Video

Video Pet Kangaroo Helps Spread Environmental Message

Children’s author Julia Heckathorn travels the world to learn about different ecosystems and endangered animals. She pours her knowledge into children’s books, hoping the next generation will right the environmental wrongs of our times. As in many children's books, the main character in Heckathorn's stories is an animal. Unlike those other characters, though, this one is real - a kangaroo, that lives in the author’s backyard. VOA’s Penelope Poulou has more.
Video

Video Pro-Russian Separatists Plan 'Federalization Referendum' in Eastern Ukraine

Pro-Russian separatists in eastern Ukraine say they plan to move forward next month with a referendum vote for greater autonomy, despite the Geneva agreement reached with Russia, the U.S. and Ukraine to end the political conflict. VOA's Brian Padden reports from the city of Donetsk in Eastern Ukraine.
Video

Video Pope Francis Hopes Dual Canonizations Will Reconcile Church

On April 27, two popes - John the XXIII and John Paul II - will be made saints in a ceremony at St. Peter’s Square. VOA religion correspondent Jerome Socolovsky says the dual canonization is part of the current pope’s program to reconcile liberals and conservatives in the Roman Catholic Church.
Video

Video In Capturing Nature's Majesty, Film Makes Case for Its Survival

French filmmaker Luc Jacquet won worldwide acclaim for his 2005 Academy Award-winning documentary "March of the Penguins". Now Jacquet is back with a new film that takes movie-goers deep into the heart of a tropical rainforest - not only to celebrate its grandeur, but to make the case for its survival. VOA's Rosanne Skirble reports.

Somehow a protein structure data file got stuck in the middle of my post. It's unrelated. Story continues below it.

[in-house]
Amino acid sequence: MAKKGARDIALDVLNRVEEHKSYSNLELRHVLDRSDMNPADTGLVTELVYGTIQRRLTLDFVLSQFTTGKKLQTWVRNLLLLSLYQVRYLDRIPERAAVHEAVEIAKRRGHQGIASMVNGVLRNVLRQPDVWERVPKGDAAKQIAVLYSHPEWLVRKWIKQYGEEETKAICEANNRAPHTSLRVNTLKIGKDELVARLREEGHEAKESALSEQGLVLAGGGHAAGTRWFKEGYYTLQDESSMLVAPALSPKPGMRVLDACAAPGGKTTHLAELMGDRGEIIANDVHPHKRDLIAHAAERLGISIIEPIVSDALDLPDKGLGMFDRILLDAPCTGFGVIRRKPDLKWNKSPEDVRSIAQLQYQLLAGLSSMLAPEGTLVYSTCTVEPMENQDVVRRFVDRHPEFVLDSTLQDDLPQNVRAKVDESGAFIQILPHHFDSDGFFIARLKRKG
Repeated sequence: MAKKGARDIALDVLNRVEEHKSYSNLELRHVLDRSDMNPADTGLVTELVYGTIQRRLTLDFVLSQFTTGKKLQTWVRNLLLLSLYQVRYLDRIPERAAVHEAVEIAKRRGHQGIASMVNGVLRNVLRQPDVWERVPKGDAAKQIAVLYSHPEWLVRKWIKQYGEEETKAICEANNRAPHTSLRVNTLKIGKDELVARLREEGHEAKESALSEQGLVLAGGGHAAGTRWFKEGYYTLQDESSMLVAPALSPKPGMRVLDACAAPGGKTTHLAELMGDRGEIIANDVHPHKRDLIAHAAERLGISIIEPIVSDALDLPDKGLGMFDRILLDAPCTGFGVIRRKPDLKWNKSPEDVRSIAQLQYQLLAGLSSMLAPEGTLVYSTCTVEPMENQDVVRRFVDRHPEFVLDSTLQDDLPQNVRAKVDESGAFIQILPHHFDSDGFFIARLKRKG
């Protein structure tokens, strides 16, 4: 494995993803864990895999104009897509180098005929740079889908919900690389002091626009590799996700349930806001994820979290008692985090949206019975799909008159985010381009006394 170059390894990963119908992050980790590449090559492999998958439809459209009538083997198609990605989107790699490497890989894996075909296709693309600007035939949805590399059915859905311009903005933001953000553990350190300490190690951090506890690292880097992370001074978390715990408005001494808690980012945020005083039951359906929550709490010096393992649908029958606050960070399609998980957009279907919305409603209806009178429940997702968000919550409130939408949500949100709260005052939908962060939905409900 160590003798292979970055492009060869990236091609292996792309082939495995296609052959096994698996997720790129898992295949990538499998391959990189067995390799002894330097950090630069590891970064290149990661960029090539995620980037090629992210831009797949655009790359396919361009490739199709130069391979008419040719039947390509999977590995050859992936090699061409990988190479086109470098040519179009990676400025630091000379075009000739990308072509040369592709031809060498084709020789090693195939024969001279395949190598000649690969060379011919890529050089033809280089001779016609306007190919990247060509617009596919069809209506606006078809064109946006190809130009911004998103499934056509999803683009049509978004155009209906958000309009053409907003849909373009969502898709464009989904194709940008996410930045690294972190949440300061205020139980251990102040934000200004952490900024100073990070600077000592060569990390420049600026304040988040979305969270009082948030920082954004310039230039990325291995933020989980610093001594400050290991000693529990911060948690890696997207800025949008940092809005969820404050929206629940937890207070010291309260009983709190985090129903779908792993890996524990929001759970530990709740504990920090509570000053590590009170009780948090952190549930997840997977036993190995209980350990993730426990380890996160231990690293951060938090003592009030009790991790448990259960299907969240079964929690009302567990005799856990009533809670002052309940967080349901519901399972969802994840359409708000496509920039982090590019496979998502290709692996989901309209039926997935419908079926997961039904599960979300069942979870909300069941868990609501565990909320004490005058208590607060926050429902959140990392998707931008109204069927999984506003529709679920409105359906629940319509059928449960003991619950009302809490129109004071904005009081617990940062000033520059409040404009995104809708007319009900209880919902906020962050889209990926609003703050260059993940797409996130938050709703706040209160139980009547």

Video

Video Boston Marathon Bittersweet for Many Runners

Monday's running of the Boston Marathon was bittersweet for many of the 36,000 participants as they finished the run that was interrupted by a double bombing last year. Many gathered along the route paid respect to the four people killed as a result of two bombings near the finish line. VOA's Carolyn Presutti returned to Boston this year to follow two runners, forever changed because of the crimes.
Video

Video International Students Learn Film Production in World's Movie Capital

Hollywood - which is part of Los Angeles - is the movie capital of the world, and many aspiring filmmakers go there in hopes of breaking into the movie business. Mike O'Sullivan reports that regional universities are also a magnet for students who hope to become producers or directors.
Video

Video Pacific Rim Trade Deal Proves Elusive

With the U.S.-led war in Iraq ended and American military involvement in Afghanistan winding down, President Barack Obama has sought to pivot the country's foreign policy focus towards Asia. One aspect of that pivot is the negotiation of a free-trade agreement among 12 Pacific Rim nations. But as Obama leaves this week on a trip to four Asian countries he has found it very difficult to complete the trade pact. VOA's Ken Bredemeier has more from Washington.
Video

Video Autistic Adults Face Housing, Job Challenges

Many parents of children with disabilities fear for the future of their adult child. It can be difficult to find services to help adults with disabilities - physical, mental or emotional - find work or live on their own. The mother of an autistic boy set up a foundation to advocate for the estimated 1.2 million American adults with autism, a developmental disorder that causes communication difficulties and often social difficulties. VOA's Faiza Elmasry reports.
AppleAndroid